All three of those bills are named the “South Carolina Angel Investment Act of 2011.”

Brady is the chief sponsor of the latest legislation, H. 3779. Loftis is co-sponsoring it and his name is listed second on the bill.

The legislation borrows heavily from the two earlier House bills. But it has a different title – the “Bill Wylie Entrepreneurship Act of 2011,” after the late S.C. Rep. Bill Wylie, a Republican from Greenville who died in September.

The latest bill also has picked up a heavy hitter co-sponsor who had not signed on to the other two House proposals – House Speaker Bobby Harrell, R-Charleston.

House Majority Leader Kenny Bingham, R-Lexington, is co-sponsoring all three angel investing bills in the chamber.

Brady’s bill would allow angels to claim a 35 percent state income tax credit of up to $100,000 per year each for qualified investments. One-half of the write-off could be obtained in the year an investment is made; the other half over the following 10 years.

The incentives would kick in this year if the bill becomes law.

Put another way, the legislation would have state coffers serve as a partial backstop for angels, ensuring that the investors would recoup more than one-third of their money through tax credits, up to $100,000 each annually, regardless of how their investments panned out.

The total amount of credits would be capped at $5 million annually.

“This bill is expected to reduce General Fund individual income tax revenue by an estimated $5 million in FY2011-12 and each fiscal year thereafter,” says the revenue impact statement.

It is dated March 6, four days after the bill was introduced and two days before the Ways and Means subcommittee expedited it to the full committee.

Brady did not respond to a phone message and an email last week. In an interview for The Nerve’s first story, she said of her legislation, “Really it’s just an opportunity to help nurture and encourage economic development here in South Carolina.”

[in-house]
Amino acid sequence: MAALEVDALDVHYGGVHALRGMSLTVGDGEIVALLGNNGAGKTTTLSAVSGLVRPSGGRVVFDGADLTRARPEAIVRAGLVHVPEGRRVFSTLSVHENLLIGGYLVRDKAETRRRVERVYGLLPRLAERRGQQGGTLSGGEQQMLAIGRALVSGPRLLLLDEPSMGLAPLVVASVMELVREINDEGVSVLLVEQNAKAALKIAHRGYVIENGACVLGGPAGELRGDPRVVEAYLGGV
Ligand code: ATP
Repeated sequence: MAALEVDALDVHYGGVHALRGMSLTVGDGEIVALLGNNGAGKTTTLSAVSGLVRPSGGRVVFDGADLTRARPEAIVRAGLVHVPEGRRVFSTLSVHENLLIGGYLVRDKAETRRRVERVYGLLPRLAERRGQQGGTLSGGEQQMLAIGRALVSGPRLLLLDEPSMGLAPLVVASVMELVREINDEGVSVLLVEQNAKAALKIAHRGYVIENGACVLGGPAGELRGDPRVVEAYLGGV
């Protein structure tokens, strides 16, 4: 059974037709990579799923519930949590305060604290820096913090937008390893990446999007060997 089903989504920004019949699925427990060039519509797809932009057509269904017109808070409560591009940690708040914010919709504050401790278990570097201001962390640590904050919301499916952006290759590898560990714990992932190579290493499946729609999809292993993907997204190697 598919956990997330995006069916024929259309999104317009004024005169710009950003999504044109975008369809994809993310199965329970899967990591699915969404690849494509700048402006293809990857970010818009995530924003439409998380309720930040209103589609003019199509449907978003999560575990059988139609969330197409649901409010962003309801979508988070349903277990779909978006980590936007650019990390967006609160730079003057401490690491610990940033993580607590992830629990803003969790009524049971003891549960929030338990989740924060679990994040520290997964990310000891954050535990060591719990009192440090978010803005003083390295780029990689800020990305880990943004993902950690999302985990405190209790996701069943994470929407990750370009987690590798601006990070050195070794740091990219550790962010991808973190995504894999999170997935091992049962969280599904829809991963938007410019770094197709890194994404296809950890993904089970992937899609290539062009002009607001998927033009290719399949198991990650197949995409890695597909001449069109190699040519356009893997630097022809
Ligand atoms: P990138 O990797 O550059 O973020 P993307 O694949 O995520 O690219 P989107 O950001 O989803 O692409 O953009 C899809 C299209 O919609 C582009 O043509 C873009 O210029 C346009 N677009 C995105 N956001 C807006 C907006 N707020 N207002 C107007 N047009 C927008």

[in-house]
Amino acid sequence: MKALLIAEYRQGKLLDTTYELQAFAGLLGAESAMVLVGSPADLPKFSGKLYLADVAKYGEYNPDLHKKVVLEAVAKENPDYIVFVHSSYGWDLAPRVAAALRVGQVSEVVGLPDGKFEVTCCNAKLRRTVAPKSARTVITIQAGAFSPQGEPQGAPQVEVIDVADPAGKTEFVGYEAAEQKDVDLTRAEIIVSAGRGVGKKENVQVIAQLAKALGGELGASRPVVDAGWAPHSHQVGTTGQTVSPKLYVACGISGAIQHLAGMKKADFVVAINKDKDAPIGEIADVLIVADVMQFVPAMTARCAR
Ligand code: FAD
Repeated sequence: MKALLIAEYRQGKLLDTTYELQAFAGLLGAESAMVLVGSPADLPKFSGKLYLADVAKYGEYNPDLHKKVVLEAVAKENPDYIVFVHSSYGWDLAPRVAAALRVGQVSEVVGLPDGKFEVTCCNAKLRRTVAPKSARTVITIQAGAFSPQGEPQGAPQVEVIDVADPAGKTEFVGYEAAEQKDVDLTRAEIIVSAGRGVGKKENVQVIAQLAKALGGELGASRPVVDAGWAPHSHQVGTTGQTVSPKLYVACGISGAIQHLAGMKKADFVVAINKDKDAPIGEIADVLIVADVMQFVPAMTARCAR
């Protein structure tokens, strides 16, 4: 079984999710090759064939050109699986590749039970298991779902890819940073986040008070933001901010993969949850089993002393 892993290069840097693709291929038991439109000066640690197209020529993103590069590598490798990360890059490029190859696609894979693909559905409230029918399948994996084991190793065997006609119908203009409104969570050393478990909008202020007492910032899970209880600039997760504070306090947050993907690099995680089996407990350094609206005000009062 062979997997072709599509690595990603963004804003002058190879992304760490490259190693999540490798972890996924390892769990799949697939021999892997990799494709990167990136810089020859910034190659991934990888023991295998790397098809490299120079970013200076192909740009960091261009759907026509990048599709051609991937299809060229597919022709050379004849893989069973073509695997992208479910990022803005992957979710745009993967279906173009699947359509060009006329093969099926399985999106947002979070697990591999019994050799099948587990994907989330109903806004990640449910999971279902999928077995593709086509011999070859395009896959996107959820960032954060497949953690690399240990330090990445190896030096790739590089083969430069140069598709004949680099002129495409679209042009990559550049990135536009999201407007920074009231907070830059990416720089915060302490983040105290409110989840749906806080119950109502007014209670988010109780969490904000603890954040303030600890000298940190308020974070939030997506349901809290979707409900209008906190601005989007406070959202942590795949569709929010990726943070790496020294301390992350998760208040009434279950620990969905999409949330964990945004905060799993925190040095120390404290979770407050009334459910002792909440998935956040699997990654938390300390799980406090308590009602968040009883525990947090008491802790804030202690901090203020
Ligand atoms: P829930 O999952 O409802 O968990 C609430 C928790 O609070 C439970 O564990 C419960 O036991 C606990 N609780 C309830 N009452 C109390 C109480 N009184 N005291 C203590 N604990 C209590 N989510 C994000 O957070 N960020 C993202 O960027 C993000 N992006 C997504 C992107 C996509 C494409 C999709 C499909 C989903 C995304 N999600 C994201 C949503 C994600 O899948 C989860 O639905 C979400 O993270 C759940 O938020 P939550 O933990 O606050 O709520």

Loftis, returning a phone call last week, said in a message, “That is a bill to help draw private dollars into the marketplace to generate the economy and hopefully create some jobs for start-up businesses in the state.”

Bingham also did not return a voice message last week.

The same goes for Thomas and two phone calls to him. His bill was introduced and referred to the Senate Finance Committee on Jan. 27. The Legislature’s website indicates that nothing has happened with it since then.

The Thomas legislation features the same provisions as the Brady bill, but a more generous credits cap – $6 million.

“Similar tax credit incentive programs have been implemented in 23 states, including North Carolina and Georgia,” says the revenue impact statement.

Likewise, a proposed federal income tax credit for angel investing is pending in Congress, according to Jaffe and Hudson of the angel groups.

As with other types of high-risk investing, the rewards for angels can be plentiful, too.

In January, the Upstate Carolina Angel Network (UCAN) announced that it was cashing in on an investment the network of angels had made in Sabal Medical, a technology outfit in Charleston.

“In a deal valued at a total of $9 million, UCAN investors realized a return of more than three times their investment in less than six months, yielding a rate of return of more than 200%,” the network said in a news release.

Just think: If the legislation were on the books, those angels could have realized a profit of more than 235 percent.

Now, what were lawmakers and the media saying about the state facing a big budget deficit – something about public school teaching positions being eliminated and so forth?

Reach Ward at (803) 254-4411 or eric@thenerve.org